August 3, 2008 By David Raths
software and databases," Hixson said. "NG 911 will be built on common and multipurpose networks, so hopefully there will be some economies occurring."
The NG 911 systems will run on IP-based networks supporting other applications such as GIS, which are used to support 911 and other business functions like utility mapping and planning. By consolidating stovepiped systems running on their own networks and putting them on multipurpose networks, state IT planners hope to simplify operations and save money.
PSAP in a Box
A key benefit of the greater flexibility and interoperability of PSAPs will be improved emergency response coordination. Hurricane Katrina is the most obvious example in which a "virtual PSAP" would have helped take over the functions of a PSAP call center that was knocked out of commission.
In 2008, Delaware expects to finish connecting its nine PSAPs with an IP network. "It will be great in emergency situations," said Terry Whitham, the state's E-911 coordinator. "We are working on a plan in case we need to evacuate a CAD [computer-aided dispatch] center. If that area is still getting a lot of calls, you can move to another PSAP, log into the original IP address and you're ready to process calls."
In its emergency planning efforts, Vermont is working on what Lipinski calls its "PSAP-in-a-box" concept. "Our emergency planners are very concerned about the scenario of a dirty bomb in New York or Boston sending a half-million refugees fleeing to Vermont," he said. That would double the state's population overnight, and those people would need a lot of services.
Lipinski's office is working on outfitting dozens of laptops with the necessary software so that they could be used as a virtual PSAP at local college and university computer labs.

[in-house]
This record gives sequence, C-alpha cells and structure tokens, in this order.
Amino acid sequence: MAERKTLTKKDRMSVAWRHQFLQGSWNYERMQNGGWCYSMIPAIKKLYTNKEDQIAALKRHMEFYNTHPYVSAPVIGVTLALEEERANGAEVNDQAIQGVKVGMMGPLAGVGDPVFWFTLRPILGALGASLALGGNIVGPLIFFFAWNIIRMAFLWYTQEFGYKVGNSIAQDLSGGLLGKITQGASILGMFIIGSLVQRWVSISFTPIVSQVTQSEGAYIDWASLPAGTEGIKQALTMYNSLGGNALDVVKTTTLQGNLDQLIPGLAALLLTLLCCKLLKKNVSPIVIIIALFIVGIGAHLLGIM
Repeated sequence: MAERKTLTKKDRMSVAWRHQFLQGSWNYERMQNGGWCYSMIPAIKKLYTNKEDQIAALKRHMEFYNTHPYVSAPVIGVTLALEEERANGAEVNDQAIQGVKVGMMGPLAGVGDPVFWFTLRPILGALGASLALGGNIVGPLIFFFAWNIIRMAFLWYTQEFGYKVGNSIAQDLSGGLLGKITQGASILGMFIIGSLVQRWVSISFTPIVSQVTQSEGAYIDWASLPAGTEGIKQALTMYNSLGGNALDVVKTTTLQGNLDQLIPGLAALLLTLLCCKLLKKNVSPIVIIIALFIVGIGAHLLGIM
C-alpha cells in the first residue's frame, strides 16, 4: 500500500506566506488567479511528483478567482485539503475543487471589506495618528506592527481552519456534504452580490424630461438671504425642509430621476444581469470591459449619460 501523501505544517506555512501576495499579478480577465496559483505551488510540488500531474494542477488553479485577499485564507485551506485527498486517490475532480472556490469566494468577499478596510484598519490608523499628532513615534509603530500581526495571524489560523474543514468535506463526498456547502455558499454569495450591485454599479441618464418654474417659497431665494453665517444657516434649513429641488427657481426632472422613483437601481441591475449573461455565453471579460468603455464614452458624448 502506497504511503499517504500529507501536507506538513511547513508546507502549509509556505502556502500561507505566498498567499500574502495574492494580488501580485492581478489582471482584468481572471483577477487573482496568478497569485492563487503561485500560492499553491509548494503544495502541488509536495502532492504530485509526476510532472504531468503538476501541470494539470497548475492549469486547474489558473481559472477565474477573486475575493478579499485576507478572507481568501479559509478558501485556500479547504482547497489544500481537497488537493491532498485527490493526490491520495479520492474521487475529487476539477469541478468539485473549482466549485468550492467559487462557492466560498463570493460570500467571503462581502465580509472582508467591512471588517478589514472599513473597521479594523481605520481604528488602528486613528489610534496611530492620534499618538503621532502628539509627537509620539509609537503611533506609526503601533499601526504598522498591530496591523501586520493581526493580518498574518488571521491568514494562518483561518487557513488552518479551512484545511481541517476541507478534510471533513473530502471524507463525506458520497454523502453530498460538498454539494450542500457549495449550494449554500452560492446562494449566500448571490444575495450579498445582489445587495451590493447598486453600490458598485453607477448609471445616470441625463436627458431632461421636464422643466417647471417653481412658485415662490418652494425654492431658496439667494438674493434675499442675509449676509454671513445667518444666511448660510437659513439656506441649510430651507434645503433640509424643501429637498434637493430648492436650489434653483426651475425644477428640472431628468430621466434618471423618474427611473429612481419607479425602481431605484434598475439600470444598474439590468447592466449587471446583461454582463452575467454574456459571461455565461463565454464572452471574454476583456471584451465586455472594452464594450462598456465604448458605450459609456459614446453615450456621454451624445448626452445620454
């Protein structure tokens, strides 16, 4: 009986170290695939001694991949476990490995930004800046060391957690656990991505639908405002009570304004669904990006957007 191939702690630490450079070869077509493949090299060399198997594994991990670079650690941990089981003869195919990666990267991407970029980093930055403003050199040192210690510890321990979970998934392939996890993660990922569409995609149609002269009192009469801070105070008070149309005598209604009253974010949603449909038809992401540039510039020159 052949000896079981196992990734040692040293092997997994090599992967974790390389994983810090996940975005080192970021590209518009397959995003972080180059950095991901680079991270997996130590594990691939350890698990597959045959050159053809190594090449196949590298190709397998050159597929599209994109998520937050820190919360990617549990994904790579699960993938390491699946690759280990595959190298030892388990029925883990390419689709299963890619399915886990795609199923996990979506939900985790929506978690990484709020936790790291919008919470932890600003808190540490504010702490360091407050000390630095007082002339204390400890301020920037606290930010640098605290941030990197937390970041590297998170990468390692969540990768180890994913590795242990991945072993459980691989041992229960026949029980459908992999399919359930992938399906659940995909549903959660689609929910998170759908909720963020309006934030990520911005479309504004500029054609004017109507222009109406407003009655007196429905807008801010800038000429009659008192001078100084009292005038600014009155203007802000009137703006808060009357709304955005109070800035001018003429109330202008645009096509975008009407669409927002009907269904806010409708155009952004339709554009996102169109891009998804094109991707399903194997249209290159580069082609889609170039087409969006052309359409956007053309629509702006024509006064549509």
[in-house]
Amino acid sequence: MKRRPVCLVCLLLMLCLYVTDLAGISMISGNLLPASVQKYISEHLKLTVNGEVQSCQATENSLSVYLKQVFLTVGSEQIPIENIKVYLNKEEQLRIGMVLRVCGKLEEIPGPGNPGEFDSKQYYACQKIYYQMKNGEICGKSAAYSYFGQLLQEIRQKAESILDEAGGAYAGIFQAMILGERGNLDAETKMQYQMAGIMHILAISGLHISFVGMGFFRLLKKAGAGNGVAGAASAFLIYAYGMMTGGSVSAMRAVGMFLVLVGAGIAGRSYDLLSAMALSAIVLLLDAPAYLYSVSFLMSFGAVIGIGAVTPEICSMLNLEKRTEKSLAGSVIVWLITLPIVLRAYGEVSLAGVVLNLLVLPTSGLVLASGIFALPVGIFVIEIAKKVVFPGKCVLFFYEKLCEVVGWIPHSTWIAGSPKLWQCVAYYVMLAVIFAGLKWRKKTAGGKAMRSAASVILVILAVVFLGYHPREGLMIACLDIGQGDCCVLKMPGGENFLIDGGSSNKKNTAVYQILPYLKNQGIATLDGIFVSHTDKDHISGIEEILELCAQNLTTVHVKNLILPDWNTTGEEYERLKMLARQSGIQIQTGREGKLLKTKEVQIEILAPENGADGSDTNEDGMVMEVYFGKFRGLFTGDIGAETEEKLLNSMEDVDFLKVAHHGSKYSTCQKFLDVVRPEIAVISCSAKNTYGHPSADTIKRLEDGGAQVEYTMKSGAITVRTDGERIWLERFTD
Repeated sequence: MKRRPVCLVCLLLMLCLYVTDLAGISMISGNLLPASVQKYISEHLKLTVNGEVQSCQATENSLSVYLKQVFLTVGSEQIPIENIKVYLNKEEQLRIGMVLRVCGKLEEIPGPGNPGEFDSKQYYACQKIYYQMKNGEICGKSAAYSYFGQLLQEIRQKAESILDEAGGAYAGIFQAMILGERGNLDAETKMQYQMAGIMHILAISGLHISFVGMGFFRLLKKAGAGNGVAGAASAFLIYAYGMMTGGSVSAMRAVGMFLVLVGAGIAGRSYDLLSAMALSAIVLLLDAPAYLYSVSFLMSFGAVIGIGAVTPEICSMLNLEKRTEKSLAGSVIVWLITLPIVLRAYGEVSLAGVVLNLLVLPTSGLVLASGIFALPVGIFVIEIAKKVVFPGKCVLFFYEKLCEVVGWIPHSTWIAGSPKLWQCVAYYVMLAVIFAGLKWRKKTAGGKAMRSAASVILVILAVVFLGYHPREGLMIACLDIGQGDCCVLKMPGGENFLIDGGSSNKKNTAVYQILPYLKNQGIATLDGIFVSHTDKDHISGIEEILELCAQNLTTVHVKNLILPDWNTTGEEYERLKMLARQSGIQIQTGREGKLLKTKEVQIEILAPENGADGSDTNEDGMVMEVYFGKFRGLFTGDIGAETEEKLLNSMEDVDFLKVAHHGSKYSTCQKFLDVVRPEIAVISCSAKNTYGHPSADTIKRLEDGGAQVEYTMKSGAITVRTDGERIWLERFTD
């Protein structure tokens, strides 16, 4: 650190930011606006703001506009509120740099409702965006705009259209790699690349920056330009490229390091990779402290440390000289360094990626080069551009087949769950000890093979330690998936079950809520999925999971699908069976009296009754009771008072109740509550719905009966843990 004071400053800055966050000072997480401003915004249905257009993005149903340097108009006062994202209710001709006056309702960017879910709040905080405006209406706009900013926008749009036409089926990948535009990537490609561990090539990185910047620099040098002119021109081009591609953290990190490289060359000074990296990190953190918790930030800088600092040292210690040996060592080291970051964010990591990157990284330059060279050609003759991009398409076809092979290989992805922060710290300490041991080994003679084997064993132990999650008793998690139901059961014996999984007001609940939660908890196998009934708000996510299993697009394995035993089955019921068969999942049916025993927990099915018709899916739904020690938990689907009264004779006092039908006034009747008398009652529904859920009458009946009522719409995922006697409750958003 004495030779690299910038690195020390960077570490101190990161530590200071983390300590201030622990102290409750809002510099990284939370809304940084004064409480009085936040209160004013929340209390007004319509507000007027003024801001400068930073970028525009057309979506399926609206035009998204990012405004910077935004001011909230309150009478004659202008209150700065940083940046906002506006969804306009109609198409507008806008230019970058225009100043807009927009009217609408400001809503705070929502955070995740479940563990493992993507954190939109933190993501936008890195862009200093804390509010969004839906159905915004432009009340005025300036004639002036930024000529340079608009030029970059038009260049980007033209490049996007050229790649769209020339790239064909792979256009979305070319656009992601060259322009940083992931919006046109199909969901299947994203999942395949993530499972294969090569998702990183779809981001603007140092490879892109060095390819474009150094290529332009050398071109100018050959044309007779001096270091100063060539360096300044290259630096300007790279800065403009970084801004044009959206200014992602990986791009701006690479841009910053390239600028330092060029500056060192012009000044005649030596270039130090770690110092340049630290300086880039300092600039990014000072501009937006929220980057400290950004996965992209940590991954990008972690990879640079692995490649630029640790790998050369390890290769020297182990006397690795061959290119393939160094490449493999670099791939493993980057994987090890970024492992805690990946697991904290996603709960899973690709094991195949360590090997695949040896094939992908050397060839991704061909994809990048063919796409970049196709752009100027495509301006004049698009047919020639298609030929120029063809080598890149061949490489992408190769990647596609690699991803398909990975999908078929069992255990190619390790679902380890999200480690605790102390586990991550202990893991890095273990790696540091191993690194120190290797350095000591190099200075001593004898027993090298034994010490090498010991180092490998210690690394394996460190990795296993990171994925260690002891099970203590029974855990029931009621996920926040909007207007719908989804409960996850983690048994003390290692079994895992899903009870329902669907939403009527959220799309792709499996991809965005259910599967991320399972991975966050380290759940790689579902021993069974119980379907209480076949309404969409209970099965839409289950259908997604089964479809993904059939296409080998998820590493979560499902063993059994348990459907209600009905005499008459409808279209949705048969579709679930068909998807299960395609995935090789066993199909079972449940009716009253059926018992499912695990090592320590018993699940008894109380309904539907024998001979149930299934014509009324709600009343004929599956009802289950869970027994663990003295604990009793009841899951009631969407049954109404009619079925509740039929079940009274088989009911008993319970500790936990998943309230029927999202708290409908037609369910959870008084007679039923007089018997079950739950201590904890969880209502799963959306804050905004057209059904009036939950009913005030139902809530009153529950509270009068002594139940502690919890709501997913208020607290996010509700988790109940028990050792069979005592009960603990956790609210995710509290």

"We could scale up our call-taking capability dramatically," he said, adding that Vermont plans to train staffers in other positions to be call takers in emergencies. "We can maintain a normal load, yet double or triple the size of our operation in a few hours if need be."
Making the Transition
Besides additional flexibility during an emergency, 911 officials are excited about adding the capability to receive and respond to text messages. "Kids text to everybody, and they will try to text to 911," said Pete Eggiman, director of 911 services for the Minneapolis/St. Paul Metropolitan 911 Board. "It's what they are used to doing, and it's what they'll turn to first in a stressful situation."
Receiving messages directly from automobile alarms, tracking systems such as OnStar and video feeds from bank alarm systems, also will be helpful. Currently these kinds of systems send signals to the alarm provider's call center, where a dispatcher relays the advisory to a PSAP. In the future, a 911 system will receive telematics information directly from an automobile system such as OnStar, and then a 911 call taker could potentially relay information - such as how fast the car was traveling when it crashed - to emergency room physicians.
But Eggiman said the ability to relay that information to police, fire and other first responders presents new challenges.
"Whatever we take in from a caller or bank, we have to be able to deliver to responders in squad cars," said Eggiman. "So we have to start talking about greater interoperability in all applications."
Eggiman said the technological challenges of blending radio, criminal justice and GIS networks are less daunting than the political obstacles. Today these systems are riding on their own networks and they aren't sharing much information, he said.
"There needs to be a converged environment, and that doesn't mesh with how things are funded today," Eggiman explained. "There has to be a way to blend funding streams. We have to get city, county, state and the feds to all
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